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Panera Sued After Teen's Cardiac Arrest Linked to Charged Lemonade

The restaurant chain is accused of defective design and manufacturing, as well as inadequate warnings.

A Pennsylvania teenager is suing Panera after a cardiac arrest episode that followed consuming the fast casual chain’s Charged Lemonade, claiming defective design, manufacturing and inadequate warnings regarding the beverage.

According to the lawsuit, the incident took place on March 9 when 18-year-old Luke Adams drank a large Mango Yuzu Citrus Charged Lemonade. Later that day, at a movie theater, Adams went into cardiac arrest, which medical examination linked to ventricular fibrillation, a type of heart arrhythmia that can be triggered by caffeine.

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After CPR and two electric shocks from an AED, Adams was transported to a hospital, where he was admitted to the ICU, intubated and put on a ventilator. Adams also suffered two seizures at the hospital. 

The lawsuit said Adams eventually regained consciousness two days after consuming the drink and now has an implantable cardioverter defibrillator and an underlying heart condition.

After regaining consciousness, a cardiology report identified “heavy caffeine intake” as the “only potential trigger” for Adams’ cardiac arrest. 

The lawsuit alleges that the Panera Charged Lemonade is defectively manufactured because the company’s employees mix “unsafe ingredients” in-house. It also called the beverage a “dangerous energy drink” that is defective in design. 

A document filed by Adams’ lawyers provided details on the beverage, mentioning that it can include up to 390 milligrams of caffeine. Additionally, the drink contains ingredients that are classified as “stimulants” by the CDC, which can increase blood pressure, heart rate, breathing and pose risks to the nervous system.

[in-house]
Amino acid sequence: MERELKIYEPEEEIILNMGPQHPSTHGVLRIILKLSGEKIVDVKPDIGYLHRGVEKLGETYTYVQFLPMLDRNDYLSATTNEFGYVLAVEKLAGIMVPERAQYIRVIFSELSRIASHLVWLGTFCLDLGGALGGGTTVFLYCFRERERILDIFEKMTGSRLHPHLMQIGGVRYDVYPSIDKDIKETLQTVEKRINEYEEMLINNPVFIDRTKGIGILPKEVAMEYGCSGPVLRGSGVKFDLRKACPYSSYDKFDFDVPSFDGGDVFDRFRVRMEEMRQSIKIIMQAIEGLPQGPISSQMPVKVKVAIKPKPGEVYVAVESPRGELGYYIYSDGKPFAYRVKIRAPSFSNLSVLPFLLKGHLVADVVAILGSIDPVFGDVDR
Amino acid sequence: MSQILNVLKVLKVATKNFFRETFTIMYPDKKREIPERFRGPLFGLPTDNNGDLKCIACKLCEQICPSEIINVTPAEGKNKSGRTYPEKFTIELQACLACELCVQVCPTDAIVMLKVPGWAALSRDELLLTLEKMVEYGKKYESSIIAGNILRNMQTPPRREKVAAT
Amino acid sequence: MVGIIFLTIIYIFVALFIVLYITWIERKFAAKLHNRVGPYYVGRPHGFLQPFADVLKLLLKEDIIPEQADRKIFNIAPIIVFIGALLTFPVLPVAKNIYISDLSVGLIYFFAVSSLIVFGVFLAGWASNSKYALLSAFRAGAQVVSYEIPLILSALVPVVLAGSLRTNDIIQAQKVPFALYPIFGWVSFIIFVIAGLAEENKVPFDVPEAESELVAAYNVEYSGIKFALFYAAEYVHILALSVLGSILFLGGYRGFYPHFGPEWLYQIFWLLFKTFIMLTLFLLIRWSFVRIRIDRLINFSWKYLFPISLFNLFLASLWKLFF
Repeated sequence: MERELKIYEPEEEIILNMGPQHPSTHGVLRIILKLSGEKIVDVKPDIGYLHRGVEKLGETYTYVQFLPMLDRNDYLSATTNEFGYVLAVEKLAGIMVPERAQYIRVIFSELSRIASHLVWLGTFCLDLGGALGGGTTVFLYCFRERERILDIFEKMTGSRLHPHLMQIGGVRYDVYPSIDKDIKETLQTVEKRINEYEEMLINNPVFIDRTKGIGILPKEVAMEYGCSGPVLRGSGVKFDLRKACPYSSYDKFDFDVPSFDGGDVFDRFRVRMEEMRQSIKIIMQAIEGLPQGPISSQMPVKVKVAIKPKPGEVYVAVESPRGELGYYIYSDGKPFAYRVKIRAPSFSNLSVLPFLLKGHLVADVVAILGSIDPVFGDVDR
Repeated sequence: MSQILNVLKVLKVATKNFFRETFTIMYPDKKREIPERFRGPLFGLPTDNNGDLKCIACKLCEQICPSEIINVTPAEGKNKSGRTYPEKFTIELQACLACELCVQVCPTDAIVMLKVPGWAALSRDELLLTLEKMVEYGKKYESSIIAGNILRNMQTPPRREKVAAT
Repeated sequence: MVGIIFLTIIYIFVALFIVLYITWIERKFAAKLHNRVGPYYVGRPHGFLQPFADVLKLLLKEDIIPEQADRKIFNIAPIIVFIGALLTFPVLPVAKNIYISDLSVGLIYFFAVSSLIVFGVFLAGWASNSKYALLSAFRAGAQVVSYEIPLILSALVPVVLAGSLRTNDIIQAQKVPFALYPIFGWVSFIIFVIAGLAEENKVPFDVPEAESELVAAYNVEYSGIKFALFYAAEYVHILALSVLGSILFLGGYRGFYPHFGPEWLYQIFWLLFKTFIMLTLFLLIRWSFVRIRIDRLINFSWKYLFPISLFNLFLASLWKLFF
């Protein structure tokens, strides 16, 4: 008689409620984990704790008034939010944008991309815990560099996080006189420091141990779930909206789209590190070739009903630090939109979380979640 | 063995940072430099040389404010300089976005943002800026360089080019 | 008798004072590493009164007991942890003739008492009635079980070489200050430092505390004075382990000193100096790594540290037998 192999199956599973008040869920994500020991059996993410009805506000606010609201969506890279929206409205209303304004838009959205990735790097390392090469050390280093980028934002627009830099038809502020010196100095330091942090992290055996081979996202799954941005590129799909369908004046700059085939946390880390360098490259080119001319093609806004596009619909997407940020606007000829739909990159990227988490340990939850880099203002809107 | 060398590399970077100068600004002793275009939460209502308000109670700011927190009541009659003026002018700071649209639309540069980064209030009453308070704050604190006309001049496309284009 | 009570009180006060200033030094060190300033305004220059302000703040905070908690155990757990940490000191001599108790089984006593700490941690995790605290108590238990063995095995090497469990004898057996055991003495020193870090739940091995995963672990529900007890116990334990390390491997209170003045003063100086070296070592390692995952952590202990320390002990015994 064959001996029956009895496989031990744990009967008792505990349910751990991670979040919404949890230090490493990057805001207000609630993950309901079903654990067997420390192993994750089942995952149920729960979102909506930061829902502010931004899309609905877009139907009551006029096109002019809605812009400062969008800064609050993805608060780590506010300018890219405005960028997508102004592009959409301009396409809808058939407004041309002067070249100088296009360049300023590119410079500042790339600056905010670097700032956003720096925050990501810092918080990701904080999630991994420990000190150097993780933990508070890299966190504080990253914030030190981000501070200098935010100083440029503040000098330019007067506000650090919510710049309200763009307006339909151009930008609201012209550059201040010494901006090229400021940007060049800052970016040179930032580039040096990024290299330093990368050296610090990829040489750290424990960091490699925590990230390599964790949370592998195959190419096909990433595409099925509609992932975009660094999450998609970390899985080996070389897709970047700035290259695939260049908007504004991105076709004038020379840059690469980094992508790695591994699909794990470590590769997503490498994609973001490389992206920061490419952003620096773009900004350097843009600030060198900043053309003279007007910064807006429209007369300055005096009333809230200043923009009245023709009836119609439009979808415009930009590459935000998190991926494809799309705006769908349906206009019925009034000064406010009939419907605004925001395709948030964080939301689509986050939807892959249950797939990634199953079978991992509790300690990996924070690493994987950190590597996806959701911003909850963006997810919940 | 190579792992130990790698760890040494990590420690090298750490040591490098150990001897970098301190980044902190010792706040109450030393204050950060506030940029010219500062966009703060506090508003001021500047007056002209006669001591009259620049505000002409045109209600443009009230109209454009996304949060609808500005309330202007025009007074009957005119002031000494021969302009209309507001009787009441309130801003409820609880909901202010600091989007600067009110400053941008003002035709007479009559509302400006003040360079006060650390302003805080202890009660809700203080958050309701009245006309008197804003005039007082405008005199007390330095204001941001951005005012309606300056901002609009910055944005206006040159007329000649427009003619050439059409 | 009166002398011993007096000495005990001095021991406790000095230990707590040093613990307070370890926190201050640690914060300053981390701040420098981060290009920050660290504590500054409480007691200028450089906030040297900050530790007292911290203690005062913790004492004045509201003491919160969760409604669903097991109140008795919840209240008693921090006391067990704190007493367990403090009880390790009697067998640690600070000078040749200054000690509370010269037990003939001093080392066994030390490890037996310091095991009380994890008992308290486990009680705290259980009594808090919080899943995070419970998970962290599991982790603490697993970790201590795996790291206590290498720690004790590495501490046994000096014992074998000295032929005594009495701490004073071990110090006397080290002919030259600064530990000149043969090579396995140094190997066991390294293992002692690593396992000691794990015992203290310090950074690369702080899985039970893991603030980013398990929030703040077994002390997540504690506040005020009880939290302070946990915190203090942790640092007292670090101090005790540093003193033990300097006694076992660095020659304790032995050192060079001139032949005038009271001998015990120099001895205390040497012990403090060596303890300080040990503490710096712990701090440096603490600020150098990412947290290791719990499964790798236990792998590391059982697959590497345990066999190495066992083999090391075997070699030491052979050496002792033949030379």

Finally, the lawsuit claims Panera did not properly warn customers of the Charged Lemonade’s dangers, marketing it as a “naturally flavored” and “plant-based” beverage rather than an “energy drink.” 

The firm representing Adams has already filed three lawsuits against Panera, two of which involve victims who died after drinking the company’s “Charged” beverages, the Pittsburgh Post-Gazette reported

After the first wrongful death lawsuit that involved a 21-year-old college student, Panera added a warning to the drinks that advised consumers to use in moderation and recommended that children, pregnant or nursing women and people sensitive to caffeine avoid it.

Nearly two months after Adams’ cardiac arrest, the company announced it would discontinue the “Charged” drinks on May 7, the Associated Press reported. However, Panera still lists the drinks on its online menu, including the one that Adams drank.

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